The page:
[Openmcl-devel] Bug in integer arithmetic (AMD64)

Gary Byers gb at clozure.com
Wed Jul 20 22:34:43 PDT 2011

This was fixed this morning (in the trunk in r14893, and that should go into
the 1.7 release as well.)  It was introduced into the x86 backend in r14822
and had been in the ARM backend for a few weeks longer; I don't know why
Leo's not seeing it but I don't know what his init file looks like either
(and that or the optimization settings in effect might explain the behavior.)

[The rest of this may be more than most people would want to know.]

If anyone's curious (and if you are, you're a sick, twisted individual ...),
there were actually two bugs there.  The first (which is less severe) is
that the call to * should really have been fully constant-folded but
wasn't.  The compiler had gotten as far as seeing:

(* -144115188075855873 1)       ; once it's clear that the value of A is 1

and missed the opportunity to constant-fold that.

If X and Y are integers and one of them is a constant equal to (EXPT 2 N)
for some positive integer N, then the multiplication can be reduced to
a shift of the other operand by N; the shift is probably at least a little
cheaper (and on some architectures it's significantly cheaper.)  LOGCOUNT
of such a positive power of 2 will be 1; the code that tried to recognize
such a constant checked for that but neglected to check that the constant
was positive:

? (logcount -144115188075855873)
? (logcount -33554433) ; (* -1 <the constant from Ron's example>)


If the constant is positive, then (* such-a-constant another-integer)
can be treated as (ash another-integer (1- (integer-length such-a-constant))):

In the examples, the compiler incorrectly turned

(* -144115188075855873 1)


(ash 1 57)      ; (1- (integer-length -144115188075855873)) = 57

which is the incorrect result that was observed (and for obscure reasons that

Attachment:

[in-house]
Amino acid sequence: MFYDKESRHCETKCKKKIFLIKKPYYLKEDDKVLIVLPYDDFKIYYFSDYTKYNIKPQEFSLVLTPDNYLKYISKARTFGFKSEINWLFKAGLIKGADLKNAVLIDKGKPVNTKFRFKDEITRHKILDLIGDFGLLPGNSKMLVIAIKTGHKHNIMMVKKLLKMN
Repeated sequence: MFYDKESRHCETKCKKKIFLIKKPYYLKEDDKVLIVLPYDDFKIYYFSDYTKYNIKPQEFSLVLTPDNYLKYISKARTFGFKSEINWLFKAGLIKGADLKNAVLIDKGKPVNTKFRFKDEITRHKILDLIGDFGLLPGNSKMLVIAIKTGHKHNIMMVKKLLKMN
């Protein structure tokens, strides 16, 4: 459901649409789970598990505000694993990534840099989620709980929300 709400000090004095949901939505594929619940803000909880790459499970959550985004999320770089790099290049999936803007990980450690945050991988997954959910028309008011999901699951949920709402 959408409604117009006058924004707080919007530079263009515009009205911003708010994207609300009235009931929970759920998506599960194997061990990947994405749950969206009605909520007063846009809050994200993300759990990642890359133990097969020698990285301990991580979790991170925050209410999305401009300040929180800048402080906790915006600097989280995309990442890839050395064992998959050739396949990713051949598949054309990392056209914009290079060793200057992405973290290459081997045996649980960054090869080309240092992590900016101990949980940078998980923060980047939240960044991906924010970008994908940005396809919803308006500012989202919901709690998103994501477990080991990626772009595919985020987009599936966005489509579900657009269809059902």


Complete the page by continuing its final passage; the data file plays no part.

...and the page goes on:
call to ASH did constant-fold into the wrong answer.)

So: at some (default) optimization settings, some calls to * involving negative
integer (FIXNUM, actually) constants whose LOGCOUNT is 1 were incorrectly
transformed into shifts.

Aside from the fact that someone caught it (thanks), the good news here is that
the bug didn't involve either the compilation of instructions to perform 
multiplication or runtime support for that.  (Maybe that's just barely good news,
but if those things were failing on certain arguments it might have been harder
to determine why.)  The compiler was convinced that it was dealing with a constant
here; it was right about that, but was confused about the value of that constant.

On Thu, 21 Jul 2011, Leo wrote:

> On 2011-07-20 18:52 +0800, Eric Marsden wrote:
>> Surprising!
>> ,----
>> | ? (lisp-implementation-version)
>> | "Version 1.7-dev-r14890M  (LinuxX8664)"
>> | ? (let ((a 1)) (* 144115188075855873 a -1))
>> | 144115188075855872
>> `----
> Welcome to Clozure Common Lisp Version 1.7-dev-r14882M-trunk  (DarwinX8664)!
> ? (let ((a 1)) (* 144115188075855873 a -1))
> -144115188075855873
> Leo
> _______________________________________________
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